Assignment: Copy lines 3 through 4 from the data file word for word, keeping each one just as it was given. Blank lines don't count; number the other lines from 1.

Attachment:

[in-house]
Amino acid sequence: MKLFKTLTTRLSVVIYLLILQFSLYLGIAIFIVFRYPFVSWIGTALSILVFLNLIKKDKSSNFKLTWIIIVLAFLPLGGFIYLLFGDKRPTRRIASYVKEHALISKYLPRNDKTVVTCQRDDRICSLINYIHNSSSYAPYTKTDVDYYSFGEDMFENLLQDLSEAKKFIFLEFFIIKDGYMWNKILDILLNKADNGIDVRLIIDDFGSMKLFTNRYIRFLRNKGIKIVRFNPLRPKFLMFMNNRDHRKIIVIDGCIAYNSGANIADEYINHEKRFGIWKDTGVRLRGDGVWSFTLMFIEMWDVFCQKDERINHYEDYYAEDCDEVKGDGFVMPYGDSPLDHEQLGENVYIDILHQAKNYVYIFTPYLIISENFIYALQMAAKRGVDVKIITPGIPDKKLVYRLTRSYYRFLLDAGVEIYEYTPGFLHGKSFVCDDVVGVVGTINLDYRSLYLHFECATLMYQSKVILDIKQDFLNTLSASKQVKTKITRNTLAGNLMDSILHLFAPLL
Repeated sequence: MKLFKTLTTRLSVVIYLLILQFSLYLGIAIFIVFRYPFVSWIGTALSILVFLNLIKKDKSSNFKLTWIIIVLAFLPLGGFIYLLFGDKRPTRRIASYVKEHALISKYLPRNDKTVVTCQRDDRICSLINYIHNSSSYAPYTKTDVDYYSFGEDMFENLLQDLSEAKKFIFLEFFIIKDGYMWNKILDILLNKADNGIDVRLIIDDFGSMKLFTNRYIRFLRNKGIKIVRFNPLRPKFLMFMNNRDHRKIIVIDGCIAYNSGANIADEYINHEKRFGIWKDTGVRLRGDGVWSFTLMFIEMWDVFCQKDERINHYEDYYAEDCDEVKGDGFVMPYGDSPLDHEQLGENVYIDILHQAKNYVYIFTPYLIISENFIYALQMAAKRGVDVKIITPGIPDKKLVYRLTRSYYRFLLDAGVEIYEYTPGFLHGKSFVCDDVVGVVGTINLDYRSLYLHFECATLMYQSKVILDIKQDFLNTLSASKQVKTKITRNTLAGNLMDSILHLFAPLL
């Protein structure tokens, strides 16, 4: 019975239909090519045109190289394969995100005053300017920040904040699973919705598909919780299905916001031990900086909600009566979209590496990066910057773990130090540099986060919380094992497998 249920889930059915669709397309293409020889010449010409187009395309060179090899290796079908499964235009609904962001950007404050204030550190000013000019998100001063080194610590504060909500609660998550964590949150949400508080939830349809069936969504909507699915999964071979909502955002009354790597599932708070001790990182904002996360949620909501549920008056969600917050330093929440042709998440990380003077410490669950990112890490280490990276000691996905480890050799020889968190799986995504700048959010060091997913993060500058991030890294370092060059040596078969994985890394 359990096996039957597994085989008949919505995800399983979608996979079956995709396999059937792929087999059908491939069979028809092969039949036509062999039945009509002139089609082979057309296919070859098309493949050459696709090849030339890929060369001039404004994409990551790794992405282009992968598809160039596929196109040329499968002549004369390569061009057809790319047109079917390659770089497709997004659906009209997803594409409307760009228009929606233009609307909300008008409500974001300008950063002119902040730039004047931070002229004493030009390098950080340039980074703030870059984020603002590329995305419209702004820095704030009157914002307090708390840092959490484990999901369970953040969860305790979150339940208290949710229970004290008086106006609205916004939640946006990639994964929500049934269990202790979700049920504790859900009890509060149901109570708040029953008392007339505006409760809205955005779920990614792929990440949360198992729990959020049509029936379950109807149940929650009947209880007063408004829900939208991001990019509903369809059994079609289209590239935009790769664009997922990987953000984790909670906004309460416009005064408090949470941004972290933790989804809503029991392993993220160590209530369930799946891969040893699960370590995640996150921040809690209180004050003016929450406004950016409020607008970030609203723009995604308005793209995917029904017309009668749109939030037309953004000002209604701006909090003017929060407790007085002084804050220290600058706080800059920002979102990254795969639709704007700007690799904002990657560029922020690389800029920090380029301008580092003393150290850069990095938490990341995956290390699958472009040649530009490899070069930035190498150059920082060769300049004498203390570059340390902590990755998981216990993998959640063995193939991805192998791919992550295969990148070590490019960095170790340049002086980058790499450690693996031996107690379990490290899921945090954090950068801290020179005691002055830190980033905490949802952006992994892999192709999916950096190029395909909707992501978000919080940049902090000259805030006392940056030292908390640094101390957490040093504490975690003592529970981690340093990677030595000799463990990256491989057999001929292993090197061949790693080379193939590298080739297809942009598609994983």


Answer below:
Repeated sequence: MKLFKTLTTRLSVVIYLLILQFSLYLGIAIFIVFRYPFVSWIGTALSILVFLNLIKKDKSSNFKLTWIIIVLAFLPLGGFIYLLFGDKRPTRRIASYVKEHALISKYLPRNDKTVVTCQRDDRICSLINYIHNSSSYAPYTKTDVDYYSFGEDMFENLLQDLSEAKKFIFLEFFIIKDGYMWNKILDILLNKADNGIDVRLIIDDFGSMKLFTNRYIRFLRNKGIKIVRFNPLRPKFLMFMNNRDHRKIIVIDGCIAYNSGANIADEYINHEKRFGIWKDTGVRLRGDGVWSFTLMFIEMWDVFCQKDERINHYEDYYAEDCDEVKGDGFVMPYGDSPLDHEQLGENVYIDILHQAKNYVYIFTPYLIISENFIYALQMAAKRGVDVKIITPGIPDKKLVYRLTRSYYRFLLDAGVEIYEYTPGFLHGKSFVCDDVVGVVGTINLDYRSLYLHFECATLMYQSKVILDIKQDFLNTLSASKQVKTKITRNTLAGNLMDSILHLFAPLL
């Protein structure tokens, strides 16, 4: 019975239909090519045109190289394969995100005053300017920040904040699973919705598909919780299905916001031990900086909600009566979209590496990066910057773990130090540099986060919380094992497998 249920889930059915669709397309293409020889010449010409187009395309060179090899290796079908499964235009609904962001950007404050204030550190000013000019998100001063080194610590504060909500609660998550964590949150949400508080939830349809069936969504909507699915999964071979909502955002009354790597599932708070001790990182904002996360949620909501549920008056969600917050330093929440042709998440990380003077410490669950990112890490280490990276000691996905480890050799020889968190799986995504700048959010060091997913993060500058991030890294370092060059040596078969994985890394 359990096996039957597994085989008949919505995800399983979608996979079956995709396999059937792929087999059908491939069979028809092969039949036509062999039945009509002139089609082979057309296919070859098309493949050459696709090849030339890929060369001039404004994409990551790794992405282009992968598809160039596929196109040329499968002549004369390569061009057809790319047109079917390659770089497709997004659906009209997803594409409307760009228009929606233009609307909300008008409500974001300008950063002119902040730039004047931070002229004493030009390098950080340039980074703030870059984020603002590329995305419209702004820095704030009157914002307090708390840092959490484990999901369970953040969860305790979150339940208290949710229970004290008086106006609205916004939640946006990639994964929500049934269990202790979700049920504790859900009890509060149901109570708040029953008392007339505006409760809205955005779920990614792929990440949360198992729990959020049509029936379950109807149940929650009947209880007063408004829900939208991001990019509903369809059994079609289209590239935009790769664009997922990987953000984790909670906004309460416009005064408090949470941004972290933790989804809503029991392993993220160590209530369930799946891969040893699960370590995640996150921040809690209180004050003016929450406004950016409020607008970030609203723009995604308005793209995917029904017309009668749109939030037309953004000002209604701006909090003017929060407790007085002084804050220290600058706080800059920002979102990254795969639709704007700007690799904002990657560029922020690389800029920090380029301008580092003393150290850069990095938490990341995956290390699958472009040649530009490899070069930035190498150059920082060769300049004498203390570059340390902590990755998981216990993998959640063995193939991805192998791919992550295969990148070590490019960095170790340049002086980058790499450690693996031996107690379990490290899921945090954090950068801290020179005691002055830190980033905490949802952006992994892999192709999916950096190029395909909707992501978000919080940049902090000259805030006392940056030292908390640094101390957490040093504490975690003592529970981690340093990677030595000799463990990256491989057999001929292993090197061949790693080379193939590298080739297809942009598609994983």